Once workers have determined that an applicant is required to fulfill a job search requirement in order to be eligible for assistance, they must then determine exactly what the applicant must do in order to meet that job search requirement. In some states, the requirements are determined by the worker or by county officials in the local offices, and in other states these requirements specified by state officials with consideration given to the conditions of the labor market in the local areas.
Table IV-3 shows that the length of mandatory job search and the definition of what constitutes job search vary considerably across the states. The length of time that applicants are required to engage in job search activities ranges from as little as 2 weeks in South Carolina and Idaho to as many as 6 weeks in Georgia. Many states define the job search requirement as a specific number of contacts per specified time period, usually until the application is approved. Contacts range from as few as two over a 40-45 day period in Alabama to as many as 10 per week for four weeks in Missouri, Indiana, and Nevada.
|State||Scope of Job Searches||Exceptions|
|Alabama||The job search is 1) a minimum of two documented contacts with employers over 40-45 days; and 2) registration with local employment service. Depending on the geographic area, and whether jobs are available, the number of required contacts for individuals could be increased.||ü|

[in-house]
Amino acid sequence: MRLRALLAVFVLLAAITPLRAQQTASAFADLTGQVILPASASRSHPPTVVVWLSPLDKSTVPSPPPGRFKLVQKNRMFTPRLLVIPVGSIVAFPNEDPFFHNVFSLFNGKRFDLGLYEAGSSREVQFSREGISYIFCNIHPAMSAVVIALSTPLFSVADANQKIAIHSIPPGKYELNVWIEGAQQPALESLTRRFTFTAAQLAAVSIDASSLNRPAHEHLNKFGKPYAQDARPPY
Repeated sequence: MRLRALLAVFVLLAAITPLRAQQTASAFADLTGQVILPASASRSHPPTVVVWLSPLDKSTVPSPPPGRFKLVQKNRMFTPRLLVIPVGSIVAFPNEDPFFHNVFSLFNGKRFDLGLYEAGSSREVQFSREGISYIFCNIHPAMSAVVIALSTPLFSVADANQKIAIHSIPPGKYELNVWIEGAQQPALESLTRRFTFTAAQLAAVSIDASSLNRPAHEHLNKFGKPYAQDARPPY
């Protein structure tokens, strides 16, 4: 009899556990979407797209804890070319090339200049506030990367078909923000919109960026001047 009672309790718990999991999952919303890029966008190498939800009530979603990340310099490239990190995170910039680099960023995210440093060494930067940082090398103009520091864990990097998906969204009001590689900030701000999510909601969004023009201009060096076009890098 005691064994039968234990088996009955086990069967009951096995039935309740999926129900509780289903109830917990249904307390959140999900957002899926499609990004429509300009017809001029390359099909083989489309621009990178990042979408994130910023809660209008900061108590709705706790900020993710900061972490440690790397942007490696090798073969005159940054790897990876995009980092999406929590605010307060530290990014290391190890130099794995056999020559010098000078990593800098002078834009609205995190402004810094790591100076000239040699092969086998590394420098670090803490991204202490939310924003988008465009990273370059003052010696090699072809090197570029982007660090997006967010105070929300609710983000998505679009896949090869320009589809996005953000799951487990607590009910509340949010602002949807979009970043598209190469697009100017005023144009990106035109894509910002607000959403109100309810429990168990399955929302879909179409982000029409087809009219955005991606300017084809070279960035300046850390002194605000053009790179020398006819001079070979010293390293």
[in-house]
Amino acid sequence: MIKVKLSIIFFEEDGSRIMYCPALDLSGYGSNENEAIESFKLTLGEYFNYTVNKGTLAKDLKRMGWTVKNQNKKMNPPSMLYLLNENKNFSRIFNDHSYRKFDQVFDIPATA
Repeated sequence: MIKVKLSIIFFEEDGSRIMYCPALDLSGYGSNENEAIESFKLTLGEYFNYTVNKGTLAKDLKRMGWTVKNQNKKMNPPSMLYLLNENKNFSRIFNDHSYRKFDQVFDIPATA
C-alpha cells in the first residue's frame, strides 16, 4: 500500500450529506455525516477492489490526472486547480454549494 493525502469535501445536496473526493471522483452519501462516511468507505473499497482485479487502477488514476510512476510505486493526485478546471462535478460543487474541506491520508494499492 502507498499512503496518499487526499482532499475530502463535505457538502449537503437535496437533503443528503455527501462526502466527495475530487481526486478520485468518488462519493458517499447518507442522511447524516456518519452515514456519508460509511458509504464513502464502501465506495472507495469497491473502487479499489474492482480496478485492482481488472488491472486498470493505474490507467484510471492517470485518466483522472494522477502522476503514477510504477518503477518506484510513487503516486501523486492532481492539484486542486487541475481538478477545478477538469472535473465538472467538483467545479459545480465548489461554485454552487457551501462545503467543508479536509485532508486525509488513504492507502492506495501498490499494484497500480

|Arkansas||Applicants are required to engage in job search activities for at least 10 days following the application interview. The number and type of job contacts are determined at the county level (based on the opportunities available in the county).||ü|
|Arizona||Two-parent families are required to participate for a minimum of 3 days in work activities before the Department authorizes issuance of the initial TPEP cash assistance payment.|
|Georgia||Depending on where the applicant lives, between 12 to 24 job searches could be required for a maximum of 6 weeks with the average length of job search being 3 to 4 weeks.|
|Idaho||Two weeks of job search are required. Case workers have some discretion on the scope of the job search.||ü|
|Indiana||Ten job searches per week for 4 weeks.||ü|
|Kansas||Applicants who must job search are required to make at least 10 employer contacts a week until approved.||ü|
|Maryland||All local departments require documented job searches. However, the number of searches varies by department (20 - 30 per month).||ü|
|Missouri||Those who are in job search must make at least 10 employer contacts per week for a 4-week period.|
|Nevada||Job ready applicants must make 10 job search contacts/week until application is approved. The application process takes, on average, 26 days to process.||ü|
|New York||Most counties have job search requirements. The number of job contacts is up to the counties.|